Criticizing Dow and Chick’s Dualism:
Gustavo Marqués (University of Buenos Aires, Argentina)
© Copyright: Gustavo Marqués 2005
Sheila Dow and Victoria Chick object to the mode of argument based on “duals”. In particular, they reject the mainstream practice of reducing every situation in which decisions are taken to one of certainty or risk. Following Keynes, they, like all post-Keynesian economists, privilege those (more realistic) situations in which uncertainty prevails. As far as real economies are open systems, uncertainty is ubiquitous, and the dual “rational – irrational” is no longer applicable, and its relevance as analytical tool vanishes. But Dow and Chick do not stop here. They also want to criticize those who hold that no decision may be called rational under uncertainty, a view that, according to them, is just another form of dualism.
Against both kinds of dualistic thinking, they assert that under uncertainty human behaviour may still exhibit different degrees of rationality, a claim founded on the inductive logic developed by Keynes in his Treatise on Probability. Dow and Chick seem to think that Keynes’ early views are still alive in his The General Theory, and find in this continuity the means for moving beyond dualism.
In this article I argue, (1) that inductive logic is still unfounded and is absent in the General Theory; (2) Dow and Chick’s proposal for moving beyond dualism is not compatible with Keynes’ own vision regarding investment decisions, which seems to be dualistic in Dow’s terms; and (3) that the attempt to bring into existence some form of rationality under uncertainty has heavy costs in terms of economic policy.
Two types of decisions
If an individual action performed in a certain situation S is to be labelled by one of the twin concepts that conform to the “dual” “rational – irrational”, there are at least two requirements:
a) There is a set of actions X, which is a subset of the many reactions Y that the subject could manifest in such circumstances. X only contains those actions which are a pertinent response to the problem posed by S. To split off X from Y a demarcation criterion is required.
b) As the actions that belong to X are pertinent, but not necessarily adequate, a second criterion is needed to identify those actions which are to be considered properly rational.
Clearly, any other response that individuals could perform that is not pertinent to S, can not be labelled as rational or irrational. They may be considered as non-rational, which also means that they are not irrational.
Many – but not all – situations in which people have to decide fit both requirements. Suppose first that an individual has to pick up a red ball from one of two boxes in one attempt. He knows that the first box contains 100 red balls and 10 white balls, and that the second one contains 10 red balls and 100 white balls. The set of actions X permits only two types of actions: pick up a ball from the first box or pick up a ball from the second one. In this situation, it is rational to choose the first box (and irrational to select the second one). But in the process of doing what is pertinent, the situation allows (and in some cases demands) one to perform some other actions, which could be called “collateral” actions. Some of them are necessary (for example to walk towards the box or introduce a hand into it), and others may be completely accidental (for example, to swallow or touch one’s hair before the choice is made). These collateral actions are not to be considered rational or irrational regarding S. In our terms, they should be considered non-rational.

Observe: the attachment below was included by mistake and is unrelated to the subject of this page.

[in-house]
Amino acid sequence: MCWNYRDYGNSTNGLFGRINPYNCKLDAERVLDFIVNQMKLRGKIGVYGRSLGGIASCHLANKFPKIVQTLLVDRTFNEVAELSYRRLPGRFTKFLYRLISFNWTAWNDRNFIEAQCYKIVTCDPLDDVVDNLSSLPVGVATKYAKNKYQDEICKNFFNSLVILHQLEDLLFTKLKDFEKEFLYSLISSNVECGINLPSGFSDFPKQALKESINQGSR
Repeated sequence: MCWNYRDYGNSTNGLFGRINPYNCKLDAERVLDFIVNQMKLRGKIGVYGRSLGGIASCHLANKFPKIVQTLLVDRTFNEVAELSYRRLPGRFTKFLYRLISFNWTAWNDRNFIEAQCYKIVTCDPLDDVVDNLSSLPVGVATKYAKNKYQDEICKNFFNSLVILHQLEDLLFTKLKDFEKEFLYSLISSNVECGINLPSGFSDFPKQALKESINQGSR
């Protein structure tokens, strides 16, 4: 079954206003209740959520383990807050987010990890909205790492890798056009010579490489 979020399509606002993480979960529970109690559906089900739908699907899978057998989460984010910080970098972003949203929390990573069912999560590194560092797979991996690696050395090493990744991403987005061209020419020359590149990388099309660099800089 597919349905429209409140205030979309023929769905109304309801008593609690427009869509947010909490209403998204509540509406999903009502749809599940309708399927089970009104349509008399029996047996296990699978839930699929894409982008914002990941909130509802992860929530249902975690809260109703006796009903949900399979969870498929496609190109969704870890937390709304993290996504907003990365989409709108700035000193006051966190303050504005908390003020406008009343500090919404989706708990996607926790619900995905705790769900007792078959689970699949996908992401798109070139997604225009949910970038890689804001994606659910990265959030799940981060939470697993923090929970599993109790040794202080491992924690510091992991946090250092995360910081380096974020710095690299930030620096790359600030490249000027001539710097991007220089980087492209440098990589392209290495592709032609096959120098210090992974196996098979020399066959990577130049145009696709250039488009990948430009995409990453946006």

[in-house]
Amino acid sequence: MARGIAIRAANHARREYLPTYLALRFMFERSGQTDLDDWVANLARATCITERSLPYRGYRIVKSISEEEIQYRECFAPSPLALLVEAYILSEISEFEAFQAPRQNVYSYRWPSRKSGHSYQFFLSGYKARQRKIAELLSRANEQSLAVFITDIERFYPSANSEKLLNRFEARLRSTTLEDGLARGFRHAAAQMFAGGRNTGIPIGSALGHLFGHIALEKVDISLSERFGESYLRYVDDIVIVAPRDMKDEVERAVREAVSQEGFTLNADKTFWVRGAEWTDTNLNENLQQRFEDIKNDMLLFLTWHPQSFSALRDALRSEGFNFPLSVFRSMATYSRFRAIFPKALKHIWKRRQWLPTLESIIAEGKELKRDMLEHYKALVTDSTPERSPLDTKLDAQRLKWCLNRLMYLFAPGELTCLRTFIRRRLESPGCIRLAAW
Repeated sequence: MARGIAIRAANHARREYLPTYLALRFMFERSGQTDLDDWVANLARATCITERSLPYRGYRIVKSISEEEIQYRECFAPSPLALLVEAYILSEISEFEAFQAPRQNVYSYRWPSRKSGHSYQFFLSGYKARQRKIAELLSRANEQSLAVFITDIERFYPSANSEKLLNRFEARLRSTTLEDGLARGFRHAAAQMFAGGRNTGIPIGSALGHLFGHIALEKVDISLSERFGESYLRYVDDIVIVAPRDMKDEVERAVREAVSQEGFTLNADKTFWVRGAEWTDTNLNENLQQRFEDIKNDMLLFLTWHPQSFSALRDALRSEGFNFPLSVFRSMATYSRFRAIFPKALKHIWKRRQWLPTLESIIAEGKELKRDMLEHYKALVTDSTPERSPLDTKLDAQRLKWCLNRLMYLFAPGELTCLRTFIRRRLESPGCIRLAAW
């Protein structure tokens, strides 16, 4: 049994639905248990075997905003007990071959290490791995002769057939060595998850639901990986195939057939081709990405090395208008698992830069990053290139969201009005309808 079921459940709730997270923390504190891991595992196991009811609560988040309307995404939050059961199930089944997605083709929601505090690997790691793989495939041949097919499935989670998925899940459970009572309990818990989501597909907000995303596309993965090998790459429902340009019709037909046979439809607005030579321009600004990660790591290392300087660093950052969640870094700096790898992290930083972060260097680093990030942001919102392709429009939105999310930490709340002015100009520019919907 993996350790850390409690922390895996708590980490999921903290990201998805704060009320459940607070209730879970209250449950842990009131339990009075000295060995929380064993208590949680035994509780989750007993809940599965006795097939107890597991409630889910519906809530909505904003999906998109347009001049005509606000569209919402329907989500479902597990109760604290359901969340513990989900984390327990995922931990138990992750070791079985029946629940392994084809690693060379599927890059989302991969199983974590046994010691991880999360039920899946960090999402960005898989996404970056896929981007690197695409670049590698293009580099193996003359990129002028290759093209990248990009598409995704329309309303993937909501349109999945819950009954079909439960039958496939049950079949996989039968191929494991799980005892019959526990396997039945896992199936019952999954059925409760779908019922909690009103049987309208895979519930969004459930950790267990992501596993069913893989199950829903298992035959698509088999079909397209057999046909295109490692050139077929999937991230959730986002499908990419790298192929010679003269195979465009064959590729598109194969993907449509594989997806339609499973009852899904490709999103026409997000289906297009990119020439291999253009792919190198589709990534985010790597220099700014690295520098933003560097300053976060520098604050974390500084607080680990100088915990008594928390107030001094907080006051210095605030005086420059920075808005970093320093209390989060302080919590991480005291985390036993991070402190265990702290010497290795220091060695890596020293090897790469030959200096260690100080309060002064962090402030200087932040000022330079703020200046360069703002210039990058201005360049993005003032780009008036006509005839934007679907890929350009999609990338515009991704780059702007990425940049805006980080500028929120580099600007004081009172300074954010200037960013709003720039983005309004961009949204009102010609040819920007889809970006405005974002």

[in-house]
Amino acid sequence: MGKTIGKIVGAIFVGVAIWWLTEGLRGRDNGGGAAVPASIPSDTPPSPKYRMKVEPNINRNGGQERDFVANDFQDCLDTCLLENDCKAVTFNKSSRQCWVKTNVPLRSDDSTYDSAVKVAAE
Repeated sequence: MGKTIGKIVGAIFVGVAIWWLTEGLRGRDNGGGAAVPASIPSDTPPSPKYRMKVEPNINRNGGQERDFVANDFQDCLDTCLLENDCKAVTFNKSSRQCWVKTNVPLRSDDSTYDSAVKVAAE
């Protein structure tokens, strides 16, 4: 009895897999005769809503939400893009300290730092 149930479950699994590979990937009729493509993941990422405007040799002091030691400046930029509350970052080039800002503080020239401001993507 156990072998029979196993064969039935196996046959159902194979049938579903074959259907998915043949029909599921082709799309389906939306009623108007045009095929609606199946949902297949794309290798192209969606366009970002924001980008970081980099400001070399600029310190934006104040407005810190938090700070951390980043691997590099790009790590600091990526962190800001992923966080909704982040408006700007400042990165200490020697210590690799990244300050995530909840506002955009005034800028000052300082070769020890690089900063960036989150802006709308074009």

In some other situations, however, it is not possible to identify unambiguously the adequate answer or the set of pertinent responses. If, as before, the subject has to pick up a red ball from one of two boxes, but knows nothing about their content, there is no way of applying the term “rational” to his preference of the first box and “irrational” to his preference of the second. And if a more complex situation is designed, in which he is informed that there are some hiding devices programmed to throw out to his hands a red ball in response to a certain conduct of his part (whose nature remains unknown to him), nothing he can do may be counted as rational (or irrational). Sitting down could be the right response. In such a situation every action should be considered non-rational.
What being dualistic and anti dualistic means
In Dow’s The Methodology of Macroeconomics, dualism is defined as “the propensity to classify concepts, statements and events according to duals, as belonging to only one of two all-encompassing, mutually exclusive categories with fixed meanings: true or false, logical or illogical, positive or normative, fact or opinion, and so on” (Dow, 1998, p. 16)1.
According to Dow, dualists think by means of pairs of concepts (called “duals”) and their arguments are directed to defend one of its poles. Taking the dual “criteria of scientific demarcation – no criteria” Dow distinguished two forms of dualism. Traditional methodology is dualistic because it states some (universal) criterion for telling science from non science. But Constructivism is also dualistic because it rejects any criteria. Dow says that Constructivism is a dualistic reaction against the original dualistic position of orthodox methodology. There would be, it seems, dualistic positions and dualistic criticisms of them.